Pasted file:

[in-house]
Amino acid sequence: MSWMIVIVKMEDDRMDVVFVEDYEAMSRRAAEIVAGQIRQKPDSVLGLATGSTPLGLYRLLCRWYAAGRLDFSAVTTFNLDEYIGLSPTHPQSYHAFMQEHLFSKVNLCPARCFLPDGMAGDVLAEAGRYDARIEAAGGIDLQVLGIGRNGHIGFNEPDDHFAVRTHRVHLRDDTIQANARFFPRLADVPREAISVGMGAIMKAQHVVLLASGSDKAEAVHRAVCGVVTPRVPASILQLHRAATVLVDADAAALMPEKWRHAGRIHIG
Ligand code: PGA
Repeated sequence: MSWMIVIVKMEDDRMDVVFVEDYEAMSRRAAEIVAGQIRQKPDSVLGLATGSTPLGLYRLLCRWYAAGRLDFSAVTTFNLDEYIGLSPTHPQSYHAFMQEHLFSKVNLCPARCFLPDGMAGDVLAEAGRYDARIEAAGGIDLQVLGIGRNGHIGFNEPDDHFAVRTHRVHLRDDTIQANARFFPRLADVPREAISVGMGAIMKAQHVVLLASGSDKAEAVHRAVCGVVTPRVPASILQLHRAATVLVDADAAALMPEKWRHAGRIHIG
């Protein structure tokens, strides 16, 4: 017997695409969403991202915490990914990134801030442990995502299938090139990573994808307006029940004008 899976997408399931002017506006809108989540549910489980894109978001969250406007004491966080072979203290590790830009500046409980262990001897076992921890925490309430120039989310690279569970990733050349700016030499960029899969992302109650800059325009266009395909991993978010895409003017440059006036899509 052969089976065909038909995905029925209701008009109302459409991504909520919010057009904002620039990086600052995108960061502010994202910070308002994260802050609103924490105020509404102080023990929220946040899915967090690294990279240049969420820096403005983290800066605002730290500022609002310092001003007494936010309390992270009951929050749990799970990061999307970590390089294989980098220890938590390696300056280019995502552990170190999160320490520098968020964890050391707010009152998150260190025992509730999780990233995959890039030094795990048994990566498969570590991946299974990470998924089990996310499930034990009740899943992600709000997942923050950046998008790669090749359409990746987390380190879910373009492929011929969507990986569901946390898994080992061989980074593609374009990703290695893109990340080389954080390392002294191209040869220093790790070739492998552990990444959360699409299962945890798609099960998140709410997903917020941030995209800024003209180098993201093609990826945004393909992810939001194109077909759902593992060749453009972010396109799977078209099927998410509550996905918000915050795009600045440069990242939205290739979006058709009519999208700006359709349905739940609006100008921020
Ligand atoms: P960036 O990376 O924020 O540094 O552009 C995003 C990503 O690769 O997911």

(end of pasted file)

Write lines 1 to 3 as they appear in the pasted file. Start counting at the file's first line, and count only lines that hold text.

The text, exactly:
[in-house]
Amino acid sequence: MSWMIVIVKMEDDRMDVVFVEDYEAMSRRAAEIVAGQIRQKPDSVLGLATGSTPLGLYRLLCRWYAAGRLDFSAVTTFNLDEYIGLSPTHPQSYHAFMQEHLFSKVNLCPARCFLPDGMAGDVLAEAGRYDARIEAAGGIDLQVLGIGRNGHIGFNEPDDHFAVRTHRVHLRDDTIQANARFFPRLADVPREAISVGMGAIMKAQHVVLLASGSDKAEAVHRAVCGVVTPRVPASILQLHRAATVLVDADAAALMPEKWRHAGRIHIG
Ligand code: PGA